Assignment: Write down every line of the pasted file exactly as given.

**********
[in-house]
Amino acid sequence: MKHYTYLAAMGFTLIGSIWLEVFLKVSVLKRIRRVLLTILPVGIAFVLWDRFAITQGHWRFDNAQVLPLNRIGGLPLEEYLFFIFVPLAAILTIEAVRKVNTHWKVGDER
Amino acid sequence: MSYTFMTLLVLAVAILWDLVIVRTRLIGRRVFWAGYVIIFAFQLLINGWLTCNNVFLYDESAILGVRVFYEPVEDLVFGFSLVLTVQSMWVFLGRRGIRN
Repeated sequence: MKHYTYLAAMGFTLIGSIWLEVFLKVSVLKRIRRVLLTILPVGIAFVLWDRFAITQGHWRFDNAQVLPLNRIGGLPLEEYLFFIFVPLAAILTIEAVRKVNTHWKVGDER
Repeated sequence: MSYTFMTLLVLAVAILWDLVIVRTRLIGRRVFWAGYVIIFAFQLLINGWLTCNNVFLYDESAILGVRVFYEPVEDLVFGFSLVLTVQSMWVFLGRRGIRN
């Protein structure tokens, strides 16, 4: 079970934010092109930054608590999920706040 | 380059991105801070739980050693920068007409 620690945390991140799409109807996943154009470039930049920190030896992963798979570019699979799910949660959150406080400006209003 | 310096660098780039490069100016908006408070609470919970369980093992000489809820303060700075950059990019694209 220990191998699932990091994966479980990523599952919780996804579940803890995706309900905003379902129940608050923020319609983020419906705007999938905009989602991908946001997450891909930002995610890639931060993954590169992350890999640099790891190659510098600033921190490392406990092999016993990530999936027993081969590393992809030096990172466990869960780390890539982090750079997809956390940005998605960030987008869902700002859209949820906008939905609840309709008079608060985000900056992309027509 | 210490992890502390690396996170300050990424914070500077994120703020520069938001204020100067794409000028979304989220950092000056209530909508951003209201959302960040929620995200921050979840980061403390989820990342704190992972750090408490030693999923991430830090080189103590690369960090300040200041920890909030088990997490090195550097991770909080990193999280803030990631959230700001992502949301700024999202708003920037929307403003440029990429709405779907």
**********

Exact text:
[in-house]
Amino acid sequence: MKHYTYLAAMGFTLIGSIWLEVFLKVSVLKRIRRVLLTILPVGIAFVLWDRFAITQGHWRFDNAQVLPLNRIGGLPLEEYLFFIFVPLAAILTIEAVRKVNTHWKVGDER
Amino acid sequence: MSYTFMTLLVLAVAILWDLVIVRTRLIGRRVFWAGYVIIFAFQLLINGWLTCNNVFLYDESAILGVRVFYEPVEDLVFGFSLVLTVQSMWVFLGRRGIRN
Repeated sequence: MKHYTYLAAMGFTLIGSIWLEVFLKVSVLKRIRRVLLTILPVGIAFVLWDRFAITQGHWRFDNAQVLPLNRIGGLPLEEYLFFIFVPLAAILTIEAVRKVNTHWKVGDER
Repeated sequence: MSYTFMTLLVLAVAILWDLVIVRTRLIGRRVFWAGYVIIFAFQLLINGWLTCNNVFLYDESAILGVRVFYEPVEDLVFGFSLVLTVQSMWVFLGRRGIRN
């Protein structure tokens, strides 16, 4: 079970934010092109930054608590999920706040 | 380059991105801070739980050693920068007409 620690945390991140799409109807996943154009470039930049920190030896992963798979570019699979799910949660959150406080400006209003 | 310096660098780039490069100016908006408070609470919970369980093992000489809820303060700075950059990019694209 220990191998699932990091994966479980990523599952919780996804579940803890995706309900905003379902129940608050923020319609983020419906705007999938905009989602991908946001997450891909930002995610890639931060993954590169992350890999640099790891190659510098600033921190490392406990092999016993990530999936027993081969590393992809030096990172466990869960780390890539982090750079997809956390940005998605960030987008869902700002859209949820906008939905609840309709008079608060985000900056992309027509 | 210490992890502390690396996170300050990424914070500077994120703020520069938001204020100067794409000028979304989220950092000056209530909508951003209201959302960040929620995200921050979840980061403390989820990342704190992972750090408490030693999923991430830090080189103590690369960090300040200041920890909030088990997490090195550097991770909080990193999280803030990631959230700001992502949301700024999202708003920037929307403003440029990429709405779907």